Tuesday, May 13, 2008

Yelling at telemarketers

I got some of my anger and frustration out today by yelling at a poor telemarketer.

Our home number is on a do-not-call list, which means random sales people are not allowed to call us. We do, however, get occasional calls from our bank representatives, credit card companies or our cell phone companies with “special offers.”

The woman who called today was clearly reading from a script.

“Hi mam, is Miss Sandvist available, please?”

“Yes, it’s me.” (Sometimes I say “nope, wrong number!” and hang up)



“My name is Murshanda (or was it Shaniva?), and I am calling on behalf of Verizon Wireless.”

Pause (I usually hang up by the second pause, but I was willing to humor her today).

“We are offering a new nationwide plan. We offer extra minutes and new plans at a very good price that you might want to consider.”

“Aha,” I said, very disinterested.

“I see in your account that your wireless plan might be up for renewal soon.”

“You’re right,” I said, suddenly awake. “And I am planning on switching to AT&T because I want to go on a family plan with my boyfriend!”

“Ok, then,” Murshanda/Shaniva said, trying to end the call.

“Unless, of course, you guys can offer me a good family plan,” I countered. “Then I might be willing to stay.”

“Well, you would have to take that up with our accounts department,” she said. “I don’t offer that kind of stuff.”

“What do you offer?” I said, now almost angry.

“I can offer you additional minutes on your monthly plan.”

“Well, since you have access to my account, I am sure you can tell that I barely use the minutes that I already have, so why would I want to add more minutes?”

“Ma’m, I am just pulling up your account now” (pause) “and I can see that you are not eligible for this offer.”

“Alright then, please do not ever call me again!”

I felt pretty good when I got off the phone. I left for choir practice. When I got home, I checked our caller ID. Verizon Wireless had called again.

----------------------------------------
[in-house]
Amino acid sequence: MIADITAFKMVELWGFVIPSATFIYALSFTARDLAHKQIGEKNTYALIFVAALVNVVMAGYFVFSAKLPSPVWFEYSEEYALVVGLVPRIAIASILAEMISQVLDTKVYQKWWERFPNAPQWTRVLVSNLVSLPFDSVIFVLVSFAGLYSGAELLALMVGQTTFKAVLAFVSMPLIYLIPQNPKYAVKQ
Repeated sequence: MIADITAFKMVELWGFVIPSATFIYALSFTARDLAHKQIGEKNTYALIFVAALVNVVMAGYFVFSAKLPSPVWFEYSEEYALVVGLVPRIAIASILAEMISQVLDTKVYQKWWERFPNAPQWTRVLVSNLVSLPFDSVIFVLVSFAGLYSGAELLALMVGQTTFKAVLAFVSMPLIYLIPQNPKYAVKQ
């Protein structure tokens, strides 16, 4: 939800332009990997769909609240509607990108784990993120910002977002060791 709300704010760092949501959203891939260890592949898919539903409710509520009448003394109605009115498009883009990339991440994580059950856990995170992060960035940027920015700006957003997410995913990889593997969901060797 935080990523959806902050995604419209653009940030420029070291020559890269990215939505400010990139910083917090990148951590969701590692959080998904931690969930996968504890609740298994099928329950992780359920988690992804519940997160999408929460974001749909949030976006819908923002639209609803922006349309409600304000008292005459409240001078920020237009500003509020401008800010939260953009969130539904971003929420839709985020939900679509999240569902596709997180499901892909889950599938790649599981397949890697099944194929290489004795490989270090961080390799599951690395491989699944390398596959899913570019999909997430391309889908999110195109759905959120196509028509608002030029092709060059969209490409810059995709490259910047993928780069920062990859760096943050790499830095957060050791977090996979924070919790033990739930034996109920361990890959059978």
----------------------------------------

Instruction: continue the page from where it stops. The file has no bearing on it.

Anne Sofie said...

Telemarketing people are a nuisance... My late aunt had a very clever way to handle them, although she scared me the first time I heard her performance. She was in her 80s, in good health and with a strong voice, but when I called her, she answered in a weak and bewildered voice. "But Aunt Alva, how are you? What's happened?" I asked full of worries. She laughed and returned to her normal ways: "I'm all right but talking like that is a perfect way to get rid of people selling things or asking donations for charities. They give up right away!"

Greger & Gertrud Gregorius said...

Tack för din röst!
Du vet att du kan rösta på ALLA Jurymedlemmarnas sidor va? Olika deltagare på varje sida...Kom och kika på VÅR...

Vickan said...

AnneSofie>> That's a great story. A woman I work with told me something similar.

When you take things to the recycling center here, people give you a really hard time. You have to have a sticker and a permit to show you are a taxpayer of a certain town. All your cardboard boxes must be broken down a certain way, everything must be sorted, etc.

This woman said her husband always has a problem, but she never does. She, who would normally lift up to 50 pounds at home, just start to struggle with the boxes and bags and tries to look as pathetic as possible.

"Who wouldn't want to help a poor old lady like me?" she said with a smile while telling me the story.